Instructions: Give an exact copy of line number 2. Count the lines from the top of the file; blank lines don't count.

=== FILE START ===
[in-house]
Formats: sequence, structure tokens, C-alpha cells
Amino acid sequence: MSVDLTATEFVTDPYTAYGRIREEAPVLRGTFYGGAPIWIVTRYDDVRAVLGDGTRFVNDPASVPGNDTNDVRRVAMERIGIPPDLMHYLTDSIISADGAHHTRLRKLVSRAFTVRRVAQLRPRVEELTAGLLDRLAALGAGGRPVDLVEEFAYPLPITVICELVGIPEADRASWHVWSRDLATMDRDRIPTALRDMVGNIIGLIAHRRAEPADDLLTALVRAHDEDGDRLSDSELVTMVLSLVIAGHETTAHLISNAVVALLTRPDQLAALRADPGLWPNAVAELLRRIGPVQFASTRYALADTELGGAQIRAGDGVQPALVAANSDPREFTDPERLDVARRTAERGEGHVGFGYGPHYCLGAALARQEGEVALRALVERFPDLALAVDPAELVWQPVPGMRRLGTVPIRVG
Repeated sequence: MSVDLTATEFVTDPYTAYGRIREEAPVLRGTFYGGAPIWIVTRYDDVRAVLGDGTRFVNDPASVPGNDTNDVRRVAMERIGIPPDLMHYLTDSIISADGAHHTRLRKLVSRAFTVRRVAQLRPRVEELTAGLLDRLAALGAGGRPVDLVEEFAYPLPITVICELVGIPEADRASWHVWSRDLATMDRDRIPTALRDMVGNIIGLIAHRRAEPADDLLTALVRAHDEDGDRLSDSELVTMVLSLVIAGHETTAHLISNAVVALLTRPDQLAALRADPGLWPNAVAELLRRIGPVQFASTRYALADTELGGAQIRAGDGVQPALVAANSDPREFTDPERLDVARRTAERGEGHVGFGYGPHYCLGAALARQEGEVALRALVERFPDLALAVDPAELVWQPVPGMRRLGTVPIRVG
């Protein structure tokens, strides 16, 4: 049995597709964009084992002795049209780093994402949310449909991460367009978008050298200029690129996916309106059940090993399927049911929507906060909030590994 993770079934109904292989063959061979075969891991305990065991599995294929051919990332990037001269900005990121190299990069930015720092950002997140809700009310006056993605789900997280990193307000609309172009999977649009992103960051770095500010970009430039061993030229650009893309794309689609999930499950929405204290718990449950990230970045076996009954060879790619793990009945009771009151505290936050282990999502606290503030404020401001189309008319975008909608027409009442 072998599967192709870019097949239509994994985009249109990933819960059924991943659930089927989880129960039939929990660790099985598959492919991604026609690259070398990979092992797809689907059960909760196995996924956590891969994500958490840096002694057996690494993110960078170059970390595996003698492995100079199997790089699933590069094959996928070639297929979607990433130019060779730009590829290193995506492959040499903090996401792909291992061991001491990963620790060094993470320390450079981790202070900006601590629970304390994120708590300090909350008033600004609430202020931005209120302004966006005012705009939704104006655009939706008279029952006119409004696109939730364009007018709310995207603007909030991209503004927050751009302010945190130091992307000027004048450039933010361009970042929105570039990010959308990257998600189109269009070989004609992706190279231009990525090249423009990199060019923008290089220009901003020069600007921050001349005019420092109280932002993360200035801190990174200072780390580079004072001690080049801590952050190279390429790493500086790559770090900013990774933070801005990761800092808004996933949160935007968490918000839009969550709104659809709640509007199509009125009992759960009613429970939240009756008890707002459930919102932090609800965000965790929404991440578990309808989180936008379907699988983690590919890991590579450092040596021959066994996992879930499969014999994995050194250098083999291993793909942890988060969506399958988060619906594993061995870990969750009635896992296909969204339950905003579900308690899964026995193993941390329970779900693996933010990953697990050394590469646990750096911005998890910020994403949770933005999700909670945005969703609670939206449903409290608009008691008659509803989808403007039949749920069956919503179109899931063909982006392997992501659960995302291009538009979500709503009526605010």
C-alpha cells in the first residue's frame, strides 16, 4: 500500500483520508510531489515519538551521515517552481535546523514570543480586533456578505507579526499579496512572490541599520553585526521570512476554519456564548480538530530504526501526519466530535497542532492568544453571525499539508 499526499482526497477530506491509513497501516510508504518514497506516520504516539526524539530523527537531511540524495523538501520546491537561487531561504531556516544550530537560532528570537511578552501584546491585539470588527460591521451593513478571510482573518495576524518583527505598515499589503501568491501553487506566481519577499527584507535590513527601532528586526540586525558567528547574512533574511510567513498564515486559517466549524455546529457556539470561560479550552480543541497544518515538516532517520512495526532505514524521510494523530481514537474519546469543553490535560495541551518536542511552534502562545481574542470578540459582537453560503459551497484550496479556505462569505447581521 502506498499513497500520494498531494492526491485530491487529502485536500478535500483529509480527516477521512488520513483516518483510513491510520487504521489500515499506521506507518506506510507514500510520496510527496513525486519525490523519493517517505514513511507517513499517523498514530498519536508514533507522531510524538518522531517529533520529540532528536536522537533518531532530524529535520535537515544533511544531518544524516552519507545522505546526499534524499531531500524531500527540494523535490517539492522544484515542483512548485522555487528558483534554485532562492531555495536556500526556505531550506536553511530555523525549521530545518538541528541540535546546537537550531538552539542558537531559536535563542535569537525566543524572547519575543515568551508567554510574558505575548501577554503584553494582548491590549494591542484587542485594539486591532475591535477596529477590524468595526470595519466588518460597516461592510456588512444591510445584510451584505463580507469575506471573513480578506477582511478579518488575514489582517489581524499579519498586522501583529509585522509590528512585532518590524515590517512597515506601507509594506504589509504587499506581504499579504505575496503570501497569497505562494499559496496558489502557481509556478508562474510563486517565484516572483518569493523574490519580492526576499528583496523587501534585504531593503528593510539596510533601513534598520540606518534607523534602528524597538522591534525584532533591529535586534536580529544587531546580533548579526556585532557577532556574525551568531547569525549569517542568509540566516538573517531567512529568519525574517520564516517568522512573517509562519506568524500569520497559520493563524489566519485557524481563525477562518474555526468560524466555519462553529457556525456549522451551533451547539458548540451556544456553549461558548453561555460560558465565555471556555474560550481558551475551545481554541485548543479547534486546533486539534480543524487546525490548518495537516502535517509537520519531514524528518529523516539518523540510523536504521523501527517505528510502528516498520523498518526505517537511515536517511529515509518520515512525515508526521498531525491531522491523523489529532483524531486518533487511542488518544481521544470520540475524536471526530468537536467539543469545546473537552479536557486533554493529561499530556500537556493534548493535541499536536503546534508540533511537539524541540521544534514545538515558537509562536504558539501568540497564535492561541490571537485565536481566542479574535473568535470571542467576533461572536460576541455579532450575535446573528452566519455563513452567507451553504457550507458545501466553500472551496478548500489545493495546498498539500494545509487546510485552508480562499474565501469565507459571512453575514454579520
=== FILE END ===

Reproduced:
Formats: sequence, structure tokens, C-alpha cells